The points that I want to address relate to concerns that are relevant in any procurement.
In the municipal context, as in any other context, it is of vital importance to know whether the municipality is awarding contracts for supply based purely on simple bid prices (i.e., base or sticker price) or on the full-life cycle cost of the goods and services it purchases.
It is also beneficial to have in place a systematic approach towards rating the capability and performance of suppliers. Every municipality as well as private sector companies should have a settled business plan directed toward improving the efficiency or effectiveness of their procurement function.
Mechanisms of this nature are business tools that are intended to keep problems that are identified early to a bare minimum. While no system of public procurement will ever be fail-safe, it is obviously essential for such problems to be minimized.
The large number of problematic cases that come to public notice in the municipal area each year leave considerable room for doubt as to whether proper measures are in place in relation to municipal procurement.
A third, and far more valid, defence of the status quo is that newspaper and other on-the-record accounts detailing misuse of public funds are often sensationalized.
This is especially so where the source of the account in question is a politician who is seeking to score points at the expense of an opponent.
Indeed, in my experience when one investigates accusations of wrongdoing, what one usually finds is that any rational person put in the same circumstances as the decision-maker at the time of question would have come to much the same decision.
For instance, across the country, municipal governments are forced on a near routine basis, to compromise dubious claims based on principles of the Canadian law of tender, for the simple reason that it is too costly in terms of demands on staff and the cost of legal services to do otherwise.
Yet this simply reiterates my foregoing conclusion: the problem with municipal and other public procurement does not lie in individual action and the ability of individual staff. Rather, the problem is systemic in nature, and the law of tender as it has evolved in Canada is part of that system.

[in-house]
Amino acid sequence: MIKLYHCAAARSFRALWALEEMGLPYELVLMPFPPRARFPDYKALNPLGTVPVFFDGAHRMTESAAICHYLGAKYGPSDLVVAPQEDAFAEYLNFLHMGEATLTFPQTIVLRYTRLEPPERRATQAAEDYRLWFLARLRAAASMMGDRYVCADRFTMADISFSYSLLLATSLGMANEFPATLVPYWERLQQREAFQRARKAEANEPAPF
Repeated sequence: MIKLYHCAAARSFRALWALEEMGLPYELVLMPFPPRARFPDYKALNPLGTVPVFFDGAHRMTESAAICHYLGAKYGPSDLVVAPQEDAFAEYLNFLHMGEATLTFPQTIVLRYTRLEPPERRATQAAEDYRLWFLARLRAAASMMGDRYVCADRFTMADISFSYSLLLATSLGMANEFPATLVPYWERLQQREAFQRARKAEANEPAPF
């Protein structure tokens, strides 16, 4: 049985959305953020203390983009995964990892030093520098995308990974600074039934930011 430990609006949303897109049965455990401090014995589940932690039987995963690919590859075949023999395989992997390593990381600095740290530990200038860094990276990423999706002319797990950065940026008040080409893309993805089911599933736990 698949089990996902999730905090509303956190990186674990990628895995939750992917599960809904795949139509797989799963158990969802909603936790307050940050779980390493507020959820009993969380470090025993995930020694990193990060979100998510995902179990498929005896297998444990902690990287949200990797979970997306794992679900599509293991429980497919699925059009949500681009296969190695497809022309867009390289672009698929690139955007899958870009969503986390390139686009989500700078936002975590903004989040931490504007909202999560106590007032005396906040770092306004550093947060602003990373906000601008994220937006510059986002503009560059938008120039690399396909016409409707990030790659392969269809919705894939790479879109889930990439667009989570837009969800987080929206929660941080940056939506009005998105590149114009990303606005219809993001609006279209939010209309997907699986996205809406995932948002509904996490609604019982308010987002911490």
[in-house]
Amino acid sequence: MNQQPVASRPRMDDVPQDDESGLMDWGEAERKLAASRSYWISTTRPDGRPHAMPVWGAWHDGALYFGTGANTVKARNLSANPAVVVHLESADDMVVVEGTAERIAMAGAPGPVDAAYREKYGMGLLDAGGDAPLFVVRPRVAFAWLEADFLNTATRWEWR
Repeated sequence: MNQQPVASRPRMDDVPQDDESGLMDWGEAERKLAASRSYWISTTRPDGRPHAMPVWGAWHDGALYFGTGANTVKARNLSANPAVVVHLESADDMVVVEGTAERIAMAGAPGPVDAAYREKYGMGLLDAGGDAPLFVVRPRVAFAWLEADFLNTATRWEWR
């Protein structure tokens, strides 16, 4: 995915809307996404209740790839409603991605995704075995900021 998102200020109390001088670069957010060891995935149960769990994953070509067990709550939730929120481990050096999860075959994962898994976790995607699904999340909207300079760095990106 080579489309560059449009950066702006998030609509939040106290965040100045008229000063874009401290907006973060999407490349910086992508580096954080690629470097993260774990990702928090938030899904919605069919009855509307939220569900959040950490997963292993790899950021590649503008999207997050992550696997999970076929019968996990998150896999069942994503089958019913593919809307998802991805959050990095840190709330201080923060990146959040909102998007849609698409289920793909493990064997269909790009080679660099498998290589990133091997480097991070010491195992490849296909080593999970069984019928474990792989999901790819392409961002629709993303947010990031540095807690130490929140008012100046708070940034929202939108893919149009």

Systemic problems are far more difficult to solve than those that relate to individual cases of abuse.
When problems are caused, or allowed to happen by individuals, the solution is simple: Get rid of the people concerned.
When problems are systemic, the solutions are to change the system. But how, where and in what way? Systemic problems are the very things the political process is not well suited to remedy.
Solving them requires bipartisanship, involves a lot of research and analysis and requires decision-makers to learn boring factual details and then undertake hard thinking to put those facts into a meaningful context.
Efforts of this nature never yield soundbites.
Yet the importance of dealing with inefficiency in procurement systems becomes clear when one considers the implications of poor decisions to the taxpayer.
It is axiomatic that high costs of government procurement must be met out of tax dollars. The level of expenditure differs from one municipality to another.
Discussing the nature and extent of a problem is the first step towards the identification of its cause.
A second and equally important step is to determine what the existing system, within which the problem arises, is intended to do, and then to decide why it is falling short of those goals.
In the case of procurement generally, it has been suggested the measures of procurement success are to be in a constant state of monitoring and measuring every matrix available to you on a regular basis.
Stephen Bauld is a government procurement expert and can be reached at firstname.lastname@example.org. Some of his columns may contain excerpts from The Municipal Procurement Handbook published by Butterworths.